The development of the analytic samples are as follows. Seventy institutions reported student and graduate data in 2011 and/or 2021. Of these, 3 institutions reported data only in 2011, and 22 institutions reported data only in 2021, resulting in 45 institutions (including 1 non-US institution) being included in the 2011 to 2021 comparison cohort sample of EHS students and graduates. We categorized students who enrolled during the fall semester (2011-2012 and 2021-2022) as “enrolled” and students who graduated in the previous academic year (2010-2011 and 2020-2021) as “graduated.” For enrolled students and students who had graduated, racial and ethnic proportions were analyzed overall (master’s and doctoral combined) and by degree level (master’s or doctoral). For the faculty analysis, 72 institutions reported faculty data in 2011 and/or 2021. Of these, 4 institutions reported data only in 2011, and 24 institutions reported data only in 2021, resulting in 44 (1 non-US institution) institutions being included in the 2011 to 2021 comparison cohort sample of EHS faculty. Racial and ethnic categories were analyzed by proportion in terms of professor rank (full, associate, and assistant) and by tenure status (tenured and tenure-track) among institutions that grant tenure. The faculty comparison cohort included 1 institution that is not in the student cohort and the student cohort contained 2 institutions that were not in the faculty cohort.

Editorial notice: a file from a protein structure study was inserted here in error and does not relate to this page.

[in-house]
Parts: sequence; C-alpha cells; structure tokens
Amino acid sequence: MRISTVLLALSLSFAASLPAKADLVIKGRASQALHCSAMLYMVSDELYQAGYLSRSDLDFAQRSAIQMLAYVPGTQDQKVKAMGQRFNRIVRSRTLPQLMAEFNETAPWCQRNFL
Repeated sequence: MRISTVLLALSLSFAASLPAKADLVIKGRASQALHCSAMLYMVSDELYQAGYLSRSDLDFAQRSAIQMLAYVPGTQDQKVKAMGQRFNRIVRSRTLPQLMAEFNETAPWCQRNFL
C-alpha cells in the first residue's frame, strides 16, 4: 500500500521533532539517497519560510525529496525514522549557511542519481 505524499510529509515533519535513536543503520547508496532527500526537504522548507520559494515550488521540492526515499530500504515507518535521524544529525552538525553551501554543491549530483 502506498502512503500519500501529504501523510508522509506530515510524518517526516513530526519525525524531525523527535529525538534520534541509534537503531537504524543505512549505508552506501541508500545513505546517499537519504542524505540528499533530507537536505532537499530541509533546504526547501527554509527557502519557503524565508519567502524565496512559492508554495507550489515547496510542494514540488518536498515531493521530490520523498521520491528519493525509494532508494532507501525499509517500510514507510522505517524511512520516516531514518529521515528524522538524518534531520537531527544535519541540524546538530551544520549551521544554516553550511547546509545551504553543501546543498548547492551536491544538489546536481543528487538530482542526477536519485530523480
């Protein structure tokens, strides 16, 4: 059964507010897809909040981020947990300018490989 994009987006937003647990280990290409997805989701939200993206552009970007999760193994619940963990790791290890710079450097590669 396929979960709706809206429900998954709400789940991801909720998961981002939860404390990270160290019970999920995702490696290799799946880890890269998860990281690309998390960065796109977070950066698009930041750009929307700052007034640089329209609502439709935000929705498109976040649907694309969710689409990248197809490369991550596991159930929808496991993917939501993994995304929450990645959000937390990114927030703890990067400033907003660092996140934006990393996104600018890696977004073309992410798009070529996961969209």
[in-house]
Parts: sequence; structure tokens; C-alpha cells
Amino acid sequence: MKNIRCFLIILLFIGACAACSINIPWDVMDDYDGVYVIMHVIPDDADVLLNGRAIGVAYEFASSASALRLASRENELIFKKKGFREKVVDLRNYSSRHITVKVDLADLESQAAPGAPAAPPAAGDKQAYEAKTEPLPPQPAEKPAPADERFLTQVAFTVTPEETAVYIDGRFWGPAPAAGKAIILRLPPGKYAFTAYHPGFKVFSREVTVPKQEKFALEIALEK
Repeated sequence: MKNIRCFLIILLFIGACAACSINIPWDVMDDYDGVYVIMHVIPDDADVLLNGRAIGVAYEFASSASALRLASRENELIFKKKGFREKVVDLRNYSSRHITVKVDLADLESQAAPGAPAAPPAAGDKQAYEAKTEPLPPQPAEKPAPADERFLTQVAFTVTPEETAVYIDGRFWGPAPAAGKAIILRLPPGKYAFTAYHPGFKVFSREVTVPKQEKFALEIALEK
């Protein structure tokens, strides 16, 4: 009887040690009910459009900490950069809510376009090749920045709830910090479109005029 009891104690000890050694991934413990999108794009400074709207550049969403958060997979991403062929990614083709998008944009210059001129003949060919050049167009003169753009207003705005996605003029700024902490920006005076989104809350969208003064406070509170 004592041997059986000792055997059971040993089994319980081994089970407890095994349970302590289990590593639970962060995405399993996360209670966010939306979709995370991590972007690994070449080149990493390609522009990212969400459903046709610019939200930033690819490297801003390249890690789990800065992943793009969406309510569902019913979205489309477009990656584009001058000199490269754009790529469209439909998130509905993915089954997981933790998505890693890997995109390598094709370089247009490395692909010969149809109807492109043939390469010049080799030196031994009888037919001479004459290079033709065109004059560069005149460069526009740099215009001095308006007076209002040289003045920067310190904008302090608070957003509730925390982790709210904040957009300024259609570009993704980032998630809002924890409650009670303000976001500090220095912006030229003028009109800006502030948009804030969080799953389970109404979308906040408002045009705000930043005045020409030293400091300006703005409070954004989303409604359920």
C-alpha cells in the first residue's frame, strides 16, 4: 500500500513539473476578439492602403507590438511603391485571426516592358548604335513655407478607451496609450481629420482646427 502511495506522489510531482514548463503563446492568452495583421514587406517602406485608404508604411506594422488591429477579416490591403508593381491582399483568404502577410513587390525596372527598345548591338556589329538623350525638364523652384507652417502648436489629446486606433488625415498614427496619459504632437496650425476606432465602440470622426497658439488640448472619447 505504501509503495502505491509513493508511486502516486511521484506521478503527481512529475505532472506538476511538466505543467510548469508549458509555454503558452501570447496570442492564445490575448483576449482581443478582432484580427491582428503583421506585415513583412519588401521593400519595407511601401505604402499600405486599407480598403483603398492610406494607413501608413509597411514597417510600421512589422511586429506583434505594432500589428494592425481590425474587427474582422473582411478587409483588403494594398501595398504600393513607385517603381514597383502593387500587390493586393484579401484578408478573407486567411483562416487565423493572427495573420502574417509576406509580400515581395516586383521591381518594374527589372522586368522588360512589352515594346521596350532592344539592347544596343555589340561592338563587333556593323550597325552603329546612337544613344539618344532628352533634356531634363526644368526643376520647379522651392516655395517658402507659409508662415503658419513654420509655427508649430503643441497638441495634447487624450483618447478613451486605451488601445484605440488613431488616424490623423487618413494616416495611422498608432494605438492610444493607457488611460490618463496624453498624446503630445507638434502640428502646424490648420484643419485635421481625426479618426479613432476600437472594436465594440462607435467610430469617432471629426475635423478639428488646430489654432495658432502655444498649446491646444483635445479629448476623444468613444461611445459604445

For the primary analysis comparing the 2011 and 2021 data, we tabulated counts and percentages of each racial and ethnic group. We calculated the PPD of each racial and ethnic group between 2011 and 2021 and tested whether this difference was statistically significant by using a 2-sample test for proportions. For a secondary analysis, we calculated counts and percentages for all ASPPH-member institutions that reported data in 2021. This included 67 institutions that reported data on EHS students/graduates and 68 institutions that reported EHS faculty data in 2021 (including 4 non-US institutions). All analyses were performed using Stata 17 (StataCorp LLC).27 Statistical tests were 2-sided with a .05 significance level.